I'm trying to find a single term for words that help maintain cohesion in a dialogue, such as: A : How was the Lion King remake? B : It was good. A : And the Aladdin remake? B : It ...
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1answer
101 views

relationship between writing systems, scripts, and font. Terminology clarification required

I want a clarification on terminology. A language is written in a particular script . but there are various styles for writing a script. For e.g. arabic is written in arabic script, and it can be ...
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2answers
100 views

Is sonority phonological or phonetic?

I've seen several mentions of "sonority" in different works, most of which define it as something like "how loud a particular sound is in relation to other speech sounds". This seems like something ...
5
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1answer
743 views

Replacements for swear words

Is there a term for the following phenomenon or the words that are used in this way: One starts to utter a swear word, but continues to form an innocent sounding word. Examples from German are Sack ...
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0answers
91 views

Is there a name for this type of language divergence and isolation?

In South Australia there is a region called the Barossa Valley. At some point [after WW2? not sure] it was settled by a lot of German farmers who bought land and started dairy farms. They applied ...
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0answers
83 views

Is there a standard way to refer to an example language?

What is the John Doe or John Smith of language names for when a linguist is making an example? We’ve all seen Suppose that in language 𝑥 . . . and Imagine a language . . . and in another ...
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2answers
119 views

Grammatical category definition

Can anyone provide a good formal definition of the notion of grammatical category? I am primarily referring to morphological categories, such as case, tense, gender etc., rather than to syntactical ...
3
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2answers
220 views

Is there a term for the way that 'th' is pronounced differently in 'thin' and 'this'?

The point of the example in the question in the title is that, to my knowledge, there are no minimal pairs that contrast [ð] and [θ] in English, yet, if someone pronounced a word with those sounds ...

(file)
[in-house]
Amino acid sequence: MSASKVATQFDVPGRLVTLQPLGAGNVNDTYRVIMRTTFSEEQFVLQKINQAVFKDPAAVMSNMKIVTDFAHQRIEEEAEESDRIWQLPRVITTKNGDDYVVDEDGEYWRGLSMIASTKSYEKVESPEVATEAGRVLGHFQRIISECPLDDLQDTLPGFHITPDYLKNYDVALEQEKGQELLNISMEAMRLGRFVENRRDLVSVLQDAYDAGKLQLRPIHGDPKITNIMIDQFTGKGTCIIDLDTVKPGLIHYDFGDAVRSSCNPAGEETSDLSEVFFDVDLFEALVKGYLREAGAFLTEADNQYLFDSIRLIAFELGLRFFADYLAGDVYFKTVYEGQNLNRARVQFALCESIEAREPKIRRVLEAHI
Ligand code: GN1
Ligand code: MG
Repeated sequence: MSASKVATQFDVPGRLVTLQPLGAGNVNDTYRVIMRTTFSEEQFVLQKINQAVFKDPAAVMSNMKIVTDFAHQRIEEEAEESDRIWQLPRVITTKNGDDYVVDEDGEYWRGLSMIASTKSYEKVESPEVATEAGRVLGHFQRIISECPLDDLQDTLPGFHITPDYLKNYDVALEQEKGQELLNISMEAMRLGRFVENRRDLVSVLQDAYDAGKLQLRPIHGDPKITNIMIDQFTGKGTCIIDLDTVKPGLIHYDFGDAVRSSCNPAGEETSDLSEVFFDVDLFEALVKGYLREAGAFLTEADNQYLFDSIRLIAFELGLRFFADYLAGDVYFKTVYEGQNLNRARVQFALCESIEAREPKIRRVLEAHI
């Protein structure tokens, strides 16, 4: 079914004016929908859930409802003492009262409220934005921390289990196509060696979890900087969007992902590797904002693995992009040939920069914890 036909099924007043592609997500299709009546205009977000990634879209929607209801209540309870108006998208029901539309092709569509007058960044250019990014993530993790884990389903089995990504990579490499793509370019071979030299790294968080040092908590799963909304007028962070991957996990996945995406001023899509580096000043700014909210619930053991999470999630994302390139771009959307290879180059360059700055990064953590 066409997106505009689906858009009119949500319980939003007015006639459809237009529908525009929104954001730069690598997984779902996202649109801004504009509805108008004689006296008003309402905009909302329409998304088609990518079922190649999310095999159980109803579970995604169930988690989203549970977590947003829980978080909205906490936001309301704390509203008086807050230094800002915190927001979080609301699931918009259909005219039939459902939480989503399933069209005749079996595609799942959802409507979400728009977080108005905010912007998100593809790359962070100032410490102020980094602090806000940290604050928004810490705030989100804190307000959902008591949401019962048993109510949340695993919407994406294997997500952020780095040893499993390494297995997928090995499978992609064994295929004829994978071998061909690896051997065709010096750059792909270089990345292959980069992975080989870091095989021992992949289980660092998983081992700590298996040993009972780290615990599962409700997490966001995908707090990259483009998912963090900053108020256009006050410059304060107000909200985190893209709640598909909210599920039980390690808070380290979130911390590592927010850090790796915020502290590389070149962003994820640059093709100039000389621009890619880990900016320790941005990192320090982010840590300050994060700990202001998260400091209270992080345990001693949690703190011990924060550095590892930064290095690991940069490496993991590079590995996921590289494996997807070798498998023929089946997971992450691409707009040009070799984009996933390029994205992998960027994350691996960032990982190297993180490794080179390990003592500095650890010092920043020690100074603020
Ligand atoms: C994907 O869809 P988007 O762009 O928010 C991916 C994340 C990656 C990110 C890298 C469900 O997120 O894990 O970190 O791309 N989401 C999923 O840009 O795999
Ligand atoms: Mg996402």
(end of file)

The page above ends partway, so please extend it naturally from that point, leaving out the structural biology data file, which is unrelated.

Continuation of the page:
4
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1answer
332 views

Jargon request: “Canonical Form” of a word

I have zero experience with linguistics. Some friends told me that my question is one in linguistic, so I decided to give a shot here. Question While designing a dictionary, people collect words ...
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1answer
244 views

Grammatical case vs semantic case

I'm not sure what these terms mean. In my lecture notes I wrote that grammatical case is used to show the syntactic functions of a nominal syntagm, depending on its relation to the verb. Semantic case,...
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2answers
126 views

Words that signal future content

Some content words signal that future content will likely follow. The words seem to act as a typing system for instances of the content. For example: "I have an idea." --> one expects the idea to ...
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3answers
203 views

On an apparent “ masstermization” phenomenon in contemporary informal French: “ il y a de la jolie nana par ici”

I have noticed a tendency to " masstermize" nouns in contemporary informal French, I mean to use nouns as mass terms ( uncountable), though they cannot be strictly used in this way. What I call " ...
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2answers
96 views

What is it called to derive all the implied meanings from a sentence?

What would this process of gathering the meaning of a sentence be called? What would the segments derived from the sentence be called? "John and Derrek both love cake" -> John loves cake -&...
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2answers
809 views

What is the best linguistic term for describing the kw > p / gw > b change, and its usual companion s > h

Celtic, Italic, Greek and several other IE languages have a P- and a Q-variety (from kw > p and gw > b). The P-variety usually also has h for ancient s. What would be the best linguistic term for ...
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2answers
65 views

How to break down sentences into known grammatical categories

I'm trying to break down and analyse different sentence structures in English. Each group contains one present, past, and future sentence, but otherwise should be the same within a group. 1 He ...
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3answers
168 views

Is there a specific linguistic term for the following practice of constructing new words/characters?

I have in mind examples such as the Scheingallizismus (lit. appearance of Gallicism) in German which are words/phrases constructed from French origins but are themselves unknown in French speaking ...
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1answer
42 views

Terms to Indicate Rules

In software languages, we have a small set of terms to indicate a rule: if, then, else, upon, while, otherwise, case, etc. In specification writing, we use terms like: "MUST", "MUST NOT", "REQUIRED",...